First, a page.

To validate B sequences identified by bioinformatics analysis, we performed polymerase chains reaction (PCR) and used the amplified PCR products as FISH probes. Primers for selected sequences were designed by NCBI/Primer-Blast ( and PrimerQuest ( tools. Primer quality was evaluated by PCR Primer Stats program ( Primers designed for FISH probes and qPCR experiments for TEs and B blocks of A. mexicanus and A. correntinus are listed in Supplementary Table S2.

Randomly selected B-block sequences were used to design primers for qPCR to confirm the genomic data and relative abundance on the B chromosome of A. mexicanus. Genomic DNA from each of two individuals (total six sample triplicates) containing 0B, 1B and 2B chromosomes were diluted to 40 ng/ μL and used as a template to measure the gene dose by CT method of relative quantification [80]. We selected the pde4ca gene as a reference, which resides on A chromosomes and thus has the same copies on both B- and B+ genomes. The gene dosage ratio (GDR) was calculated by comparing the mean CT values of both target sequences (blocks) and reference gene according to Valente et al. [36]. The experiment qPCR was performed on StepOne Real-Time PCR Systems (Life Technologies, Carlsbad, CA) with cycling conditions; 95 °C for 10 min, 45 cycles of 95 °C for 15 s, and 60 °C for 1 min. The dissociation curve was observed to confirm the specific amplification of the PCR products.

The FISH probes were labeled with Digoxigenin-11-dUTP (Sigma) and stringent conditions were applied to perform FISH according to the protocol of Pinkel et al. [81]. Slides were prepared by dropping 10 μL of chromosomes suspensions and subsequently treated with RNAse. Different conditions were optimized for each probe during pre-hybridization washing steps and denaturation of chromosomal DNA was performed in 70% formamide for 15 s at 65 °C. The hybridization mix containing 10% dextran sulphate, 2× SSC, 50% formamide and labeled probe was denatured for 15 s at 65 °C and dropped on denatured chromosomes for overnight hybridization at 37 °C. The post-hybridization washing steps were adjusted for each probe (from 3 to 5 min) and detection of probes was performed with digoxigenin-rhodamine (Roche), followed by staining of slides with DAPI (4′,6-diamidino-2-phenylindole, Vector Laboratories). The microscopic examination of the slides was done in an Olympus BX61 optical microscope. Metaphase images were taken on an Olympus DP72 and optimized using GIMP (GNU image manipulation program).

Sequence analysis of microdissected B chromosomes in multiple species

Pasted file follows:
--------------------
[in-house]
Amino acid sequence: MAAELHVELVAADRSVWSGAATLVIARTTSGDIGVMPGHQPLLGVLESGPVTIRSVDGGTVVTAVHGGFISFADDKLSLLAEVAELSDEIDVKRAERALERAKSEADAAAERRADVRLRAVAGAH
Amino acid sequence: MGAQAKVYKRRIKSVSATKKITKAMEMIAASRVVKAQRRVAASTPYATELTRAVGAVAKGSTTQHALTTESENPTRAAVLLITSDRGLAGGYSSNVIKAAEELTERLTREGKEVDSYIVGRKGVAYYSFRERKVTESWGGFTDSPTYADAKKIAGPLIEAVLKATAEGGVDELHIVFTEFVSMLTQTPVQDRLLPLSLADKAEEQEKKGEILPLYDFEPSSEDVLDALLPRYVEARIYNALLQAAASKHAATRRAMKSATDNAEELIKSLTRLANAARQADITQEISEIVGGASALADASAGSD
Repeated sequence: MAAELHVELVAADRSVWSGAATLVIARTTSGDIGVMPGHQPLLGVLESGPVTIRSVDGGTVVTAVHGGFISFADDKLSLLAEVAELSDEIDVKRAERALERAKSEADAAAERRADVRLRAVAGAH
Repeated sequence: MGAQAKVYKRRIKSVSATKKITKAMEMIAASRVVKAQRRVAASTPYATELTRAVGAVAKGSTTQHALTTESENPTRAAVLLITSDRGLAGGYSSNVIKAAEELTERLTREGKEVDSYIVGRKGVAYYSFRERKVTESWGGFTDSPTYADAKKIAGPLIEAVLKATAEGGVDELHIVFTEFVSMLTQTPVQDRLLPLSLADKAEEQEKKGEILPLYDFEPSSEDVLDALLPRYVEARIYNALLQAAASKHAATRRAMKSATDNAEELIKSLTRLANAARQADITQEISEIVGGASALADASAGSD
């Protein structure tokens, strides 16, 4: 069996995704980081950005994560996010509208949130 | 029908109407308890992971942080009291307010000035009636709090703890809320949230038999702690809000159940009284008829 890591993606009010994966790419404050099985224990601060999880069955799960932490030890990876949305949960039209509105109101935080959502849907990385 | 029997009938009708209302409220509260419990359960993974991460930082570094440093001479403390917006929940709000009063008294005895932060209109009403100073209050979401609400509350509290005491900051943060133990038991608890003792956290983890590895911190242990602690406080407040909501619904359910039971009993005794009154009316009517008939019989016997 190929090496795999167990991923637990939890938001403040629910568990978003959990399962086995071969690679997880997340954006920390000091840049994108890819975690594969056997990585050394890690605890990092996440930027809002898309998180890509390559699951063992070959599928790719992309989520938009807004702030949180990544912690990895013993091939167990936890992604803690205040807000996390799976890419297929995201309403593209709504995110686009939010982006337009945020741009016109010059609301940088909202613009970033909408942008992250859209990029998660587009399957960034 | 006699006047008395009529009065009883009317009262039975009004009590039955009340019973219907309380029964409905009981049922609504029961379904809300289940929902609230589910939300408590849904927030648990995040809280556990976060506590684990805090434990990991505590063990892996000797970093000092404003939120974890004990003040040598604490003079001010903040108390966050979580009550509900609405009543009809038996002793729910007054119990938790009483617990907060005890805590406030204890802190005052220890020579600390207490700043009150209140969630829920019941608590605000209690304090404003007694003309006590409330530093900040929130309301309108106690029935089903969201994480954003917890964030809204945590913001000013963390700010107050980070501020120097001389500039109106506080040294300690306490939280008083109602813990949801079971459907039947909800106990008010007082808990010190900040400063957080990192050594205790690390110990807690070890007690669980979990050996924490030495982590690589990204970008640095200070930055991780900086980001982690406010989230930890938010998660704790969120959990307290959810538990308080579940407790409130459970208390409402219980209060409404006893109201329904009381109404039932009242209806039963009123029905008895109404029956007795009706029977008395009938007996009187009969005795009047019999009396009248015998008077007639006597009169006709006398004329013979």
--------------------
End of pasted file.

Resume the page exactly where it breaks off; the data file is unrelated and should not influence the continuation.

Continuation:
In addition to the whole genome analysis of our candidate sequenced species, we included four additional species to test our hypothesis about the B chromosome evolution. For these additional species, NGS Illumina data for microdissected B-chromosomes of Eyprepocnemis plorans (grasshopper) [82], Lates calcarifer (Asian seabass fish) [83], Apodemus flavicollis and Apodemus peninsulae (mouse) [84] were downloaded from the NCBI-SRA database. We analyzed these Bs because the genomic composition, including genes search, gene ontologies as well as repeat annotation of these microdissected Bs, have not been previously performed. The NGS reads with a quality score < 20 bp were removed using FASTX-Toolkit, adapter sequences and low quality bases were trimmed using the cutadapt pipeline [85] and Trimmomatic [67]. Clean reads were mapped to the respective assembled reference genomes using Bowtie2 with default parameters. The reference genomes consist of L. calcarifer [83], Locust migratoria [86] and Mus musculus (GRCm38.p6) genome [87] assemblies, which were retrieved from the NCBI/Genome database. Successfully mapped reads were chained together across gaps < 10 kb to form B chromosome pseudo-scaffolds. Pseudo-scaffolds were assembled using CAP3 [88] to remove redundancy and the generated contigs were manually checked to reduce potential mis-assemblies. The microdissected B chromosome assemblies were performed on the basis of the pseudo-scaffolding strategy as proposed by Vij et al. [83]. The assembled B microdissected chromosomes were then compared to their reference gene annotation sets to identify their respective gene contents. The reference set of genes was retrieved from the Ensembl browser ( and we used BLASTn [89] for homologous gene annotation. The references consisted of Gasterosteus aculeatus, Drosophila melanogaster, and Mus musculus for B chromosome analyses of L. calcarifer, E. plorans and Apodemus, respectively, selected on the bases of completeness of gene annotations.